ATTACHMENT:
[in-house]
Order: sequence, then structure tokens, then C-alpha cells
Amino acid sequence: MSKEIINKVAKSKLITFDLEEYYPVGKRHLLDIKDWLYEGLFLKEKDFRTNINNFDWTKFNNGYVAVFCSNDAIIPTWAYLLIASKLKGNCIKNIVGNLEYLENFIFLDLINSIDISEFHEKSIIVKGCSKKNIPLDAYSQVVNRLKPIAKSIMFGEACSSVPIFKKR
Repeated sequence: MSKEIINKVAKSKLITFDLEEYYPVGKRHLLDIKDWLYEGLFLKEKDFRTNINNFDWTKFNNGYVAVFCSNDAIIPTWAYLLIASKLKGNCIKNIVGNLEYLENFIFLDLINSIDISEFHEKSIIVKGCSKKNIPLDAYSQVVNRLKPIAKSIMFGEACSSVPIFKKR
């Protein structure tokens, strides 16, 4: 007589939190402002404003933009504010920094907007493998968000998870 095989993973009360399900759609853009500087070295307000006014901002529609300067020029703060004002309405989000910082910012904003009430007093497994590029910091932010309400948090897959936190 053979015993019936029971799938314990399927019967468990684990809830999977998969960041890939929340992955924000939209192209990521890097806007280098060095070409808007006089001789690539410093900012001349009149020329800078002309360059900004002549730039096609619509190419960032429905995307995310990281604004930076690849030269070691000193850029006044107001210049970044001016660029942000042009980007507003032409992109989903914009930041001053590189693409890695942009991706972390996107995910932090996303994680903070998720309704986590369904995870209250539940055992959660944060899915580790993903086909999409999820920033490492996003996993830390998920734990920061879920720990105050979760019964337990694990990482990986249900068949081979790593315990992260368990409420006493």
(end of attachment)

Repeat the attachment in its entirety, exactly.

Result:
[in-house]
Order: sequence, then structure tokens, then C-alpha cells
Amino acid sequence: MSKEIINKVAKSKLITFDLEEYYPVGKRHLLDIKDWLYEGLFLKEKDFRTNINNFDWTKFNNGYVAVFCSNDAIIPTWAYLLIASKLKGNCIKNIVGNLEYLENFIFLDLINSIDISEFHEKSIIVKGCSKKNIPLDAYSQVVNRLKPIAKSIMFGEACSSVPIFKKR
Repeated sequence: MSKEIINKVAKSKLITFDLEEYYPVGKRHLLDIKDWLYEGLFLKEKDFRTNINNFDWTKFNNGYVAVFCSNDAIIPTWAYLLIASKLKGNCIKNIVGNLEYLENFIFLDLINSIDISEFHEKSIIVKGCSKKNIPLDAYSQVVNRLKPIAKSIMFGEACSSVPIFKKR
């Protein structure tokens, strides 16, 4: 007589939190402002404003933009504010920094907007493998968000998870 095989993973009360399900759609853009500087070295307000006014901002529609300067020029703060004002309405989000910082910012904003009430007093497994590029910091932010309400948090897959936190 053979015993019936029971799938314990399927019967468990684990809830999977998969960041890939929340992955924000939209192209990521890097806007280098060095070409808007006089001789690539410093900012001349009149020329800078002309360059900004002549730039096609619509190419960032429905995307995310990281604004930076690849030269070691000193850029006044107001210049970044001016660029942000042009980007507003032409992109989903914009930041001053590189693409890695942009991706972390996107995910932090996303994680903070998720309704986590369904995870209250539940055992959660944060899915580790993903086909999409999820920033490492996003996993830390998920734990920061879920720990105050979760019964337990694990990482990986249900068949081979790593315990992260368990409420006493």